Kiva, a non-profit company based in San Francisco, has partnered with the Sierra Leone government to launch a blockchain platform for credit history registration. According to their announcement, Kiva and Sierra Leone president Julius Maada Bio officially launched the new system on August 21 in Freetown.
Reportedly, the blockchain initiative will use biometric data collected by the government to print the identity cards of voters. This data, for example, fingerprints will be used to access the credit history of citizens. Ideally, this project will help lenders access the credit history of borrowers.
Kiva is a company that finances loans for financial inclusions in 80 countries worldwide. However, Sierra Leone will be the first country to implement its blockchain-based online credit system. Biography declared:
This visionary step here today guarantees that Sierra Leone is not excluded from … the global digital economy.
Reportedly, the government wants the blockchain-based system to be adopted by both macro and micro-financial institutions in the country. This new platform will bring numerous advantages, including the elimination of fakes and the falsification of identification documents such as driving licenses. In addition to facilitating the verification of documents necessary for credit purposes, the number of citizens who can access financial services will also increase.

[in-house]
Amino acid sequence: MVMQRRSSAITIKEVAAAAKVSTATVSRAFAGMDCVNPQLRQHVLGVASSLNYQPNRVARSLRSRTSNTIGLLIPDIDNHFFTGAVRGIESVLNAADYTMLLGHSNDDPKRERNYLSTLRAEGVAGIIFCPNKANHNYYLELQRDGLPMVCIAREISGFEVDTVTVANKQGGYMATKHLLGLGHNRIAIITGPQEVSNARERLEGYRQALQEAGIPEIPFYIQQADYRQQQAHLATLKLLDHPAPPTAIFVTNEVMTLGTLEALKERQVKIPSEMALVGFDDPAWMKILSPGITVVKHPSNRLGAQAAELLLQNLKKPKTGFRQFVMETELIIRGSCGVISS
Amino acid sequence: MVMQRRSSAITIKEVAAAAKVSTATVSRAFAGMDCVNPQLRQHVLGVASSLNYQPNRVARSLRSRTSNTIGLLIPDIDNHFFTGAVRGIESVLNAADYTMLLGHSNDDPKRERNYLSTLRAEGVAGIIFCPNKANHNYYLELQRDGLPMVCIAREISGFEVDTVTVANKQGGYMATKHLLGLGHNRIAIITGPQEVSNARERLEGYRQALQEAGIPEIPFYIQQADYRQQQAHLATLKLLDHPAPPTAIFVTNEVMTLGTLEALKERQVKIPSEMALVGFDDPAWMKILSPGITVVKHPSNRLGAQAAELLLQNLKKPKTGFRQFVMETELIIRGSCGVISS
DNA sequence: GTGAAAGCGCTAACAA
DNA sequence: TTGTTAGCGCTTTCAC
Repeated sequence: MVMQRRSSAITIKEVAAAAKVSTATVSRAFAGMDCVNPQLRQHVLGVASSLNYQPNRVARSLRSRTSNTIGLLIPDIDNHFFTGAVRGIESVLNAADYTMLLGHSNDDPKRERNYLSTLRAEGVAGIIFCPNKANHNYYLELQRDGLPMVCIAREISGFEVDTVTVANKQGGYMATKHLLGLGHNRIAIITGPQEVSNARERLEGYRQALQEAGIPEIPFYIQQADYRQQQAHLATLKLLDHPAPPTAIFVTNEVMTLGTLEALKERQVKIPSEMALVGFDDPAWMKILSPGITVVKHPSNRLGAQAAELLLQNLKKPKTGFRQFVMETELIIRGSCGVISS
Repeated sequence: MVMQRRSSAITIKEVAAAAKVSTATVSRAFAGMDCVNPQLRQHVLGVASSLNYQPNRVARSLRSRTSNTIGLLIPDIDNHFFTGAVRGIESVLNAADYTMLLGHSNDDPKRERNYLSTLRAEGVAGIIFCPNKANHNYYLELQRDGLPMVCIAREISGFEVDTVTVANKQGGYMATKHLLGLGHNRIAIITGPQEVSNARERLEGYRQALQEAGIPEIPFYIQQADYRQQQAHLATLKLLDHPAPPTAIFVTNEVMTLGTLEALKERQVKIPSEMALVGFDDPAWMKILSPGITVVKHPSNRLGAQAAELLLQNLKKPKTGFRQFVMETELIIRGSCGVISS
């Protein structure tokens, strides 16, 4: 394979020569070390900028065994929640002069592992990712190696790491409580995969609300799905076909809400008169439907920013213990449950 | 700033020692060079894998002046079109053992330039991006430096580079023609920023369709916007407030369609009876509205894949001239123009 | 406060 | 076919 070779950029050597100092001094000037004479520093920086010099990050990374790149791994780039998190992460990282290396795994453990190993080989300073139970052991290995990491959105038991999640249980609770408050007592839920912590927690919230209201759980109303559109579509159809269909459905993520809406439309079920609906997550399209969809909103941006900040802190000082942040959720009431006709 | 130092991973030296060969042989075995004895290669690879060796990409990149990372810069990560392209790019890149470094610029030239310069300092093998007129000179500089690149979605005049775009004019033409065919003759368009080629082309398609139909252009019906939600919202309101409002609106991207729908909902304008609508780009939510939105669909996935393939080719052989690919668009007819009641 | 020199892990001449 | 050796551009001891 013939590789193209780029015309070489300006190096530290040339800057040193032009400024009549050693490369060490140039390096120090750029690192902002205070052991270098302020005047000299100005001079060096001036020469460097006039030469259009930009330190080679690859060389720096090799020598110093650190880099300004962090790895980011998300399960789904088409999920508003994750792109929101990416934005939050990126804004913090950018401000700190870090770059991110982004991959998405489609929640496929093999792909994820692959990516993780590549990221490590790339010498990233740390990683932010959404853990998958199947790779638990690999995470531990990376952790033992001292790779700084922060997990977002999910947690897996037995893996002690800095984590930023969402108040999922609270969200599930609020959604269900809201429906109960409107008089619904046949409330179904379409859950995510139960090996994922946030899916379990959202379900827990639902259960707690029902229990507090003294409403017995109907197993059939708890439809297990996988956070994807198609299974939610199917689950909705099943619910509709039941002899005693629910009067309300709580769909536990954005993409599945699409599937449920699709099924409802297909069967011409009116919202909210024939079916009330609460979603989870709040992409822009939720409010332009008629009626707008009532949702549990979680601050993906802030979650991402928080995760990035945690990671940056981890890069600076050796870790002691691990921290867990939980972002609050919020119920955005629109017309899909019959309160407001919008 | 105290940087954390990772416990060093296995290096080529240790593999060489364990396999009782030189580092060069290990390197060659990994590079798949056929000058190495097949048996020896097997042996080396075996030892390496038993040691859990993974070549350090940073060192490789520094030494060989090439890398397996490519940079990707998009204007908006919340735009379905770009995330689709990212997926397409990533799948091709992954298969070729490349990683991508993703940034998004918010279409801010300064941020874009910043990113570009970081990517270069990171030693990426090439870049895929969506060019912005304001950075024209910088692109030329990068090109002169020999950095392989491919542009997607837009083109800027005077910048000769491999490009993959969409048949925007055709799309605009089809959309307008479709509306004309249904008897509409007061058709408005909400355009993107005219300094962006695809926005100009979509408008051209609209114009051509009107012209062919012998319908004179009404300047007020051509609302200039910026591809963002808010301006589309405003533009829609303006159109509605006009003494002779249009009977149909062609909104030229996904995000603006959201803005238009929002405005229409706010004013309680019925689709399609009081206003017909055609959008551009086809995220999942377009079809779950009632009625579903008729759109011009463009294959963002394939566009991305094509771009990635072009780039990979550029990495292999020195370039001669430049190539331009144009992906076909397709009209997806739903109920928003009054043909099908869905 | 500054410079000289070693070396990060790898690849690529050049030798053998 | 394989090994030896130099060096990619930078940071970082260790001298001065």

According to reports, many, particularly the Sierra Leoneans without a bank, are very excited about this project. Safiatu Mariama Bangura, a resident who runs a rice restaurant, said this:
It is very difficult to do business because we do not have a bank account or any way to get loans. [The program] it would help us, because my mother doesn't even know how to sign her name – she only knows how to use her fingerprint.
Despite the many advantages, the program will have to face various changes. One of the biggest challenges would be that the platform requires the use of smartphones and the Internet. According to the Ministry of Information, many will not access these services because less than 15 percent of people in Sierra Leone have Internet access.
This program started last year, after Kiva, the United Nations and the Sierra Leone government formed a partnership to launch a blockchain-based identification system. Reportedly, the program had to be implemented this year.
During the announcement, Xavier Michon, of the United Nations Capital Development Fund (UNCDF), said: "Through this implementation, Sierra Leone is working to build one of the most advanced and secure credit offices. It could serve as a model for developing nations and those developed in the future. "
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